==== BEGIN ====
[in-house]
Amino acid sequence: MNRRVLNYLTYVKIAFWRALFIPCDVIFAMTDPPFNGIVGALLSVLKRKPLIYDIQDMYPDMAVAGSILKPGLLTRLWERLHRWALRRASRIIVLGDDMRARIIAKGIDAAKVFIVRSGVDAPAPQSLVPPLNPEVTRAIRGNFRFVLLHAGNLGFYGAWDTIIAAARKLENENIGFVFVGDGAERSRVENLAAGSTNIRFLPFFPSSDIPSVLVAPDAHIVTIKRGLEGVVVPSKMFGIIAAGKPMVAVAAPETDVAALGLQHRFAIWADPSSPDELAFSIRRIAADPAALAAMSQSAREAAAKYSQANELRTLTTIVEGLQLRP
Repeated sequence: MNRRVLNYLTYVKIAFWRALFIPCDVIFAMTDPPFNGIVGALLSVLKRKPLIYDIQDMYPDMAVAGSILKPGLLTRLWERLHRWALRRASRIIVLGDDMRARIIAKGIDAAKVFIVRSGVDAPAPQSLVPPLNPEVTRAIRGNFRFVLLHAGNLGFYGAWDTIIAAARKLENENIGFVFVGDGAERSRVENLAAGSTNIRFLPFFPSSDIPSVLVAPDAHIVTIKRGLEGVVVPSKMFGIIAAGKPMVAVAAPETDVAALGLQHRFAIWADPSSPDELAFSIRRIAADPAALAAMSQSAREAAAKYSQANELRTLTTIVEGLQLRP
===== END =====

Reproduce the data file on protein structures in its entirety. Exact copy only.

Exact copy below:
[in-house]
Amino acid sequence: MNRRVLNYLTYVKIAFWRALFIPCDVIFAMTDPPFNGIVGALLSVLKRKPLIYDIQDMYPDMAVAGSILKPGLLTRLWERLHRWALRRASRIIVLGDDMRARIIAKGIDAAKVFIVRSGVDAPAPQSLVPPLNPEVTRAIRGNFRFVLLHAGNLGFYGAWDTIIAAARKLENENIGFVFVGDGAERSRVENLAAGSTNIRFLPFFPSSDIPSVLVAPDAHIVTIKRGLEGVVVPSKMFGIIAAGKPMVAVAAPETDVAALGLQHRFAIWADPSSPDELAFSIRRIAADPAALAAMSQSAREAAAKYSQANELRTLTTIVEGLQLRP
Repeated sequence: MNRRVLNYLTYVKIAFWRALFIPCDVIFAMTDPPFNGIVGALLSVLKRKPLIYDIQDMYPDMAVAGSILKPGLLTRLWERLHRWALRRASRIIVLGDDMRARIIAKGIDAAKVFIVRSGVDAPAPQSLVPPLNPEVTRAIRGNFRFVLLHAGNLGFYGAWDTIIAAARKLENENIGFVFVGDGAERSRVENLAAGSTNIRFLPFFPSSDIPSVLVAPDAHIVTIKRGLEGVVVPSKMFGIIAAGKPMVAVAAPETDVAALGLQHRFAIWADPSSPDELAFSIRRIAADPAALAAMSQSAREAAAKYSQANELRTLTTIVEGLQLRP